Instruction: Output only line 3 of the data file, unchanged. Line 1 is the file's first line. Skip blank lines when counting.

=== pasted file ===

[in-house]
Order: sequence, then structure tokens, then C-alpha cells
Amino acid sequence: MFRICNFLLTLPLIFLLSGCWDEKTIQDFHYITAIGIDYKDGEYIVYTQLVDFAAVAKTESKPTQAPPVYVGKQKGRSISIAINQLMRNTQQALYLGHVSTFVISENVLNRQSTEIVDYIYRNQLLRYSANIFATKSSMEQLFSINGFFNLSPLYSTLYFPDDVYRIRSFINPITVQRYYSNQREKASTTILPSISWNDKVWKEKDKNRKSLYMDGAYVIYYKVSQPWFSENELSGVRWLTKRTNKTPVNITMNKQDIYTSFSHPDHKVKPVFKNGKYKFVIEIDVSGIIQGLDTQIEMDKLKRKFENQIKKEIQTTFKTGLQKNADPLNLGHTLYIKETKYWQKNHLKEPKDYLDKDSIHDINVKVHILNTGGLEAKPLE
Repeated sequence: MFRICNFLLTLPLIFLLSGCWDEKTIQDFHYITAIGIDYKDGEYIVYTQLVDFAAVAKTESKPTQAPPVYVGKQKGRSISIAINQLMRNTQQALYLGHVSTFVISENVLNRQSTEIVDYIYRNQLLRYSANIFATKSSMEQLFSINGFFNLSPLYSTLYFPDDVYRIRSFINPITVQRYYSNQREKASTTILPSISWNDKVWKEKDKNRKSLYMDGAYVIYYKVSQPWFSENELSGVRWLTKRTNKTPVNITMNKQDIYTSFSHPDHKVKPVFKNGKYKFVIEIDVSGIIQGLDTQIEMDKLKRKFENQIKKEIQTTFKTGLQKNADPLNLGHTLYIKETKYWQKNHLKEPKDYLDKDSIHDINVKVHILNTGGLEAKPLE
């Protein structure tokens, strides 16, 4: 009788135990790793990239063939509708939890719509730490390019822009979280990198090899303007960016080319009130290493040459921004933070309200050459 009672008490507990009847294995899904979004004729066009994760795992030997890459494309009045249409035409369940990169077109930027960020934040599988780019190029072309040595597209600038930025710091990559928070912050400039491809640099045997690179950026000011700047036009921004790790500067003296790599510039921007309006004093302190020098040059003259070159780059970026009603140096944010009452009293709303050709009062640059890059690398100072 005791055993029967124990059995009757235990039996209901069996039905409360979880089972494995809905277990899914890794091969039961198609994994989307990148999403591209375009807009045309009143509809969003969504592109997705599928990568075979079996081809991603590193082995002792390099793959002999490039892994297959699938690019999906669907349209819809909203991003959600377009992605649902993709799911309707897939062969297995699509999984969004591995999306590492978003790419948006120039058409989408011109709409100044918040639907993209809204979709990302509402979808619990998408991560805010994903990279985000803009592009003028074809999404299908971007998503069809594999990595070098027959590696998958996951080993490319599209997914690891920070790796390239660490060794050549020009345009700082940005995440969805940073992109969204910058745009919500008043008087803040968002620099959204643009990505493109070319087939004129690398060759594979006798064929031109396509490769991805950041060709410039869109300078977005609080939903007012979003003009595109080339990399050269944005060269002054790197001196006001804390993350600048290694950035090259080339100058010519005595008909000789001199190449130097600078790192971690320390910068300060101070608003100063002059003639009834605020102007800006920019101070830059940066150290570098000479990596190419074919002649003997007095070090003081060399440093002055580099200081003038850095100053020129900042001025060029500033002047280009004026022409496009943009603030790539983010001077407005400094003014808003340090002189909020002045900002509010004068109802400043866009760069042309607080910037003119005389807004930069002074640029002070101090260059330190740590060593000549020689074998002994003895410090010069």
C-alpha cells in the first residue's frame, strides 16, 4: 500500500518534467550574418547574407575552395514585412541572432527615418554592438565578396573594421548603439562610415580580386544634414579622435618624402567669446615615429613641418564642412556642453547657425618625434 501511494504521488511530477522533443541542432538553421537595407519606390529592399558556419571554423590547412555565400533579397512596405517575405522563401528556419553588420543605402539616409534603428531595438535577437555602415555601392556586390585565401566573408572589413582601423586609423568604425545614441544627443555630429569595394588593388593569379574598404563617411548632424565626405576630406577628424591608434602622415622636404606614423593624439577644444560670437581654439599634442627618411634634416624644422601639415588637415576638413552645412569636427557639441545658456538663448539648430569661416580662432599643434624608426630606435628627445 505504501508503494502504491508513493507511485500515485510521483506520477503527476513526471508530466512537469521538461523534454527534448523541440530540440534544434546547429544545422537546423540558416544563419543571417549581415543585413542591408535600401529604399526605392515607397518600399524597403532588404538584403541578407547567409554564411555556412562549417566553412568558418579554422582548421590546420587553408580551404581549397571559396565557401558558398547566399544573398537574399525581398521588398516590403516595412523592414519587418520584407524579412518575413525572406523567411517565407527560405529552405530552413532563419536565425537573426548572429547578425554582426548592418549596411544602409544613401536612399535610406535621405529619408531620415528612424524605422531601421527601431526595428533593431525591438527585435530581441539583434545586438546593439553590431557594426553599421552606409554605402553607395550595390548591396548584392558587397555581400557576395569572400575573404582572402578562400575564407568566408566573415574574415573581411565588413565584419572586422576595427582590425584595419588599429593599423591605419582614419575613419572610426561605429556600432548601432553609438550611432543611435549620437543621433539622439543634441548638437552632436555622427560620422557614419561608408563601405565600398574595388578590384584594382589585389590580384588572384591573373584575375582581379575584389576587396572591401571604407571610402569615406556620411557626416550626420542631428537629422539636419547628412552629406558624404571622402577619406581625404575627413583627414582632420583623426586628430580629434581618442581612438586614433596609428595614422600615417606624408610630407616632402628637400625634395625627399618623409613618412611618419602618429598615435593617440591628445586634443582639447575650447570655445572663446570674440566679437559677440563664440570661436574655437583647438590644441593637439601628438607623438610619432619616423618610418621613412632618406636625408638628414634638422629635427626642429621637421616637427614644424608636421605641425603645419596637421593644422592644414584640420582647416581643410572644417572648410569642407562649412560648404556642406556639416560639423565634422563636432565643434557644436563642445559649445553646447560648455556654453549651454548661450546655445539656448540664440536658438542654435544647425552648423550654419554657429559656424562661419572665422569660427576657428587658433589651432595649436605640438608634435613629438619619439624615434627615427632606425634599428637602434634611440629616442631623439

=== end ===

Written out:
Amino acid sequence: MFRICNFLLTLPLIFLLSGCWDEKTIQDFHYITAIGIDYKDGEYIVYTQLVDFAAVAKTESKPTQAPPVYVGKQKGRSISIAINQLMRNTQQALYLGHVSTFVISENVLNRQSTEIVDYIYRNQLLRYSANIFATKSSMEQLFSINGFFNLSPLYSTLYFPDDVYRIRSFINPITVQRYYSNQREKASTTILPSISWNDKVWKEKDKNRKSLYMDGAYVIYYKVSQPWFSENELSGVRWLTKRTNKTPVNITMNKQDIYTSFSHPDHKVKPVFKNGKYKFVIEIDVSGIIQGLDTQIEMDKLKRKFENQIKKEIQTTFKTGLQKNADPLNLGHTLYIKETKYWQKNHLKEPKDYLDKDSIHDINVKVHILNTGGLEAKPLE